Nestybox reserves the right to change these based on business priorities.

Here is the list:

  • Support for more Linux distros.

  • Support for deploying system containers with Kubernetes.

  • Support for other container managers (e.g., cri-o).

  • Running Kubernetes inside the system container.

  • Exposing host devices within the system container.

  • Running window managers (e.g., X) inside the system container (for GUI apps & desktops).

We need your feedback

We love feedback, as it helps us improve Sysbox and set its future direction.

We would much appreciate if you would take a couple of minutes to answer the following survey:


Prior to uninstalling Sysbox, make sure all system containers are removed. There is a simple shell script to do this here.

  1. Uninstall Sysbox binaries:
$ sudo dpkg --remove sysbox

Alternatively, remove the above items plus all the associated configuration and systemd files (recommended):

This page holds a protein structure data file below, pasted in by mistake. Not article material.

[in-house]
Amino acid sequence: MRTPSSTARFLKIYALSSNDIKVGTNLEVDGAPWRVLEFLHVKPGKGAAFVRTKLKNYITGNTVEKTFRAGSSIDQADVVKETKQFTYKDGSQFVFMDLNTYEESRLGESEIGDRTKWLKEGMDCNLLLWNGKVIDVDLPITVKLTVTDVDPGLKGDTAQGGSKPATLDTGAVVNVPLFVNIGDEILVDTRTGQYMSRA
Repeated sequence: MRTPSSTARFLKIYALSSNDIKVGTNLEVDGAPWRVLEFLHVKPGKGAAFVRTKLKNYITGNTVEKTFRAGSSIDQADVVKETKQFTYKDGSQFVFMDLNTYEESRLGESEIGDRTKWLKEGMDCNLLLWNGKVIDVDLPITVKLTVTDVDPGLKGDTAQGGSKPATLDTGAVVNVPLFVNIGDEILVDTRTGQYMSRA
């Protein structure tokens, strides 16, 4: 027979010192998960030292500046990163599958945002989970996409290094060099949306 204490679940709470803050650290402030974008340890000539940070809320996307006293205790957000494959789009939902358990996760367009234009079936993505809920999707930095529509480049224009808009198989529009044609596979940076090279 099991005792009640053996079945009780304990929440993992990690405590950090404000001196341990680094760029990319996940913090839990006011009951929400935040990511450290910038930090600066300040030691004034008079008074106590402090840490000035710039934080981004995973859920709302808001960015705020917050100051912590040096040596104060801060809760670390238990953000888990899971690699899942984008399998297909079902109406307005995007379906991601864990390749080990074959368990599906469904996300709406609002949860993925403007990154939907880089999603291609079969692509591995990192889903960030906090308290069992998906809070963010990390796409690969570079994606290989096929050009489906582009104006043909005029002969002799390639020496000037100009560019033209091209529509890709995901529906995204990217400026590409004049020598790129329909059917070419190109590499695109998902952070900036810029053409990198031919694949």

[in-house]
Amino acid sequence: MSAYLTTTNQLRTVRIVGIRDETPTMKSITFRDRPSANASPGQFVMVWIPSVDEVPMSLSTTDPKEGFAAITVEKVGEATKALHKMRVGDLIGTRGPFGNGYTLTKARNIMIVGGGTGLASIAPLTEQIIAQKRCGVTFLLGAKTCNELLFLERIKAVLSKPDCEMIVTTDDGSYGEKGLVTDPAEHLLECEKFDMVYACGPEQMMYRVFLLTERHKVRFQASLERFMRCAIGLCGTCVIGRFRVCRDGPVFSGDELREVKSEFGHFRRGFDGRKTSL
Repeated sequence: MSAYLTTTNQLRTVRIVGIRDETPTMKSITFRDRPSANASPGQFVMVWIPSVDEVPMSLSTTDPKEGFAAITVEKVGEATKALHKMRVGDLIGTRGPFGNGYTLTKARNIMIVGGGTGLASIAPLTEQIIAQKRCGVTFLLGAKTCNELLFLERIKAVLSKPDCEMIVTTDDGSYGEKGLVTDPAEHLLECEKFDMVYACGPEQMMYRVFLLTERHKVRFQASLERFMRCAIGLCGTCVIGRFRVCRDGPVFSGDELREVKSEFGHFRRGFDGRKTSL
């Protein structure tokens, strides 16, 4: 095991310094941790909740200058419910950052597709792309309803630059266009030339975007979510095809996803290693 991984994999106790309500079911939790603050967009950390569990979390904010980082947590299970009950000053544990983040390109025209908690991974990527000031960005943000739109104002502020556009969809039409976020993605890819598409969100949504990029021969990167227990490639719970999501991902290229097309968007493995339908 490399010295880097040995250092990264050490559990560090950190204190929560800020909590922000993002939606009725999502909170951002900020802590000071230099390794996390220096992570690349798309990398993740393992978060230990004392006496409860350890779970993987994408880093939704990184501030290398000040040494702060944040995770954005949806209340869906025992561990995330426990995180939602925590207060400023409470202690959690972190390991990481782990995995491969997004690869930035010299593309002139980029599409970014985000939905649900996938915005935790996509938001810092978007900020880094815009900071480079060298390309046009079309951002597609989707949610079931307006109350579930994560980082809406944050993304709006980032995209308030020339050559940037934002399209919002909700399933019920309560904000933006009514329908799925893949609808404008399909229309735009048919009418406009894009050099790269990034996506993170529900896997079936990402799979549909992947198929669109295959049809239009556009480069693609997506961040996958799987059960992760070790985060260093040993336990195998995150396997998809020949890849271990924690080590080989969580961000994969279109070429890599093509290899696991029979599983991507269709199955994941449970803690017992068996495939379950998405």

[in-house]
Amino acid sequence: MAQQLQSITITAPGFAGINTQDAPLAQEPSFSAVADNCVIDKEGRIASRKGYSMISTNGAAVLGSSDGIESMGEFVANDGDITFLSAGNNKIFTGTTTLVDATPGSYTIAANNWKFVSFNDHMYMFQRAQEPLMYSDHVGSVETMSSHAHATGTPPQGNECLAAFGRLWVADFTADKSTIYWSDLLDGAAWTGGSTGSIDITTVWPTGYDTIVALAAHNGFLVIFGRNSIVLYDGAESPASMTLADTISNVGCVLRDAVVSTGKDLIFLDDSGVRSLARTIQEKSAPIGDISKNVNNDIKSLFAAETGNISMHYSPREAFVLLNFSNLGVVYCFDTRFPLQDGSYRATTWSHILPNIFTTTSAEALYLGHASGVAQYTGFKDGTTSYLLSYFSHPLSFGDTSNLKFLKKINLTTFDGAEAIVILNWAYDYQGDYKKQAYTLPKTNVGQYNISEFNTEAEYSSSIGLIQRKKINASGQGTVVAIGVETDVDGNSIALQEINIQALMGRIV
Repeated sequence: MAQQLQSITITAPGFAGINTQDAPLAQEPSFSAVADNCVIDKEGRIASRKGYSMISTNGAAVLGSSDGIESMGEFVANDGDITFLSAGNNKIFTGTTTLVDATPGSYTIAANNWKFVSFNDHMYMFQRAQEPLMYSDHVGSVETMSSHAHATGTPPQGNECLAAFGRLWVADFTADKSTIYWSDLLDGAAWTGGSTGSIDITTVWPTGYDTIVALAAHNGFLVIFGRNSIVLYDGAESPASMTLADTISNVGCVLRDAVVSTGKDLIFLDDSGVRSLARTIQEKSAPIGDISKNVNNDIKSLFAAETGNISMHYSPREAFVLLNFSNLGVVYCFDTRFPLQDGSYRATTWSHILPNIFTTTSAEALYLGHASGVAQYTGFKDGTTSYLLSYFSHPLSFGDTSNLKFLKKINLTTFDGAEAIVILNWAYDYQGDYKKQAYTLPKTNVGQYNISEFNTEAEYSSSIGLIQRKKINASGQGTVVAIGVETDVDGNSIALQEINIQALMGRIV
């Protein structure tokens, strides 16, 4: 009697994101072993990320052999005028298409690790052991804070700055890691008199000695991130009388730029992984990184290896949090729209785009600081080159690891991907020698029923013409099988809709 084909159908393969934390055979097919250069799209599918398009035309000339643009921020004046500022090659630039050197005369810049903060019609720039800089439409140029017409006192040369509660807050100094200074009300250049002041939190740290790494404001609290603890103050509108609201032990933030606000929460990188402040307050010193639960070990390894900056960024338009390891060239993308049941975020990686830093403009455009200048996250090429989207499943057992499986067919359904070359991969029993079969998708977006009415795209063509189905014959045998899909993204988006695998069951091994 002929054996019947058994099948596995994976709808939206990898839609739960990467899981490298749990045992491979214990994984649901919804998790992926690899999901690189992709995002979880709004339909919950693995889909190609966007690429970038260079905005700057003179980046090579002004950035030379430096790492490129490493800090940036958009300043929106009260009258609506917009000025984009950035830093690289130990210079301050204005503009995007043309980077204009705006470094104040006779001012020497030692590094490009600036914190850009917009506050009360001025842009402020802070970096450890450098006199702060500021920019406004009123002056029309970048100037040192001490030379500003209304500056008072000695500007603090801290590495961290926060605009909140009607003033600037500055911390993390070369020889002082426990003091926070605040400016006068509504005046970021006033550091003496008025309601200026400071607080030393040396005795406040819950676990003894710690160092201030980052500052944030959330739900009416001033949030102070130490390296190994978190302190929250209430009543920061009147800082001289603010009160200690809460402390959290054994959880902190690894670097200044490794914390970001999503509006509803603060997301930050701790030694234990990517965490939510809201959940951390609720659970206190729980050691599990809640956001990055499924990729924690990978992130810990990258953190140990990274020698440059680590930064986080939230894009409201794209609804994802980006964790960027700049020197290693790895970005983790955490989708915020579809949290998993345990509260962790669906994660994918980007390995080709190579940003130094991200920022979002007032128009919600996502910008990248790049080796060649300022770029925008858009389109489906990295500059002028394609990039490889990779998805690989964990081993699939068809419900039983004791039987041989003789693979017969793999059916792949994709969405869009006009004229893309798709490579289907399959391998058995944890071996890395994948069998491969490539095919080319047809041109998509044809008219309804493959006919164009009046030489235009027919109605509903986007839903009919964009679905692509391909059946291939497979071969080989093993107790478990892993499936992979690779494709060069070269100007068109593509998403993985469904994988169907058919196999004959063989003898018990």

$ sudo dpkg --purge sysbox
  1. Remove the sysbox user from the system:
$ sudo userdel sysbox

About Nestybox

Nestybox expands the power of Linux containers.

We are developing software that enables deployment of system containers with Docker (and soon Kubernetes).

Our mission is to make our system containers run as many system-level workload types as possible in order to provide users a fast, efficient, and easy-to-use alternative to virtual machines for deploying virtual hosts on Linux. And for this to work out-of-the-box and securely, without complex configurations and without resorting to unsecure privileged containers.


We are happy to help. You can reach us at:


Slack: Nestybox Slack Workspace

Phone: 1-800-600-6788

We are there from Monday-Friday, 9am-5pm Pacific Time.

Thank You

We thank you very much for using Sysbox. We hope you find it useful.

Your trust in us is very much appreciated.

-- The Nestybox Team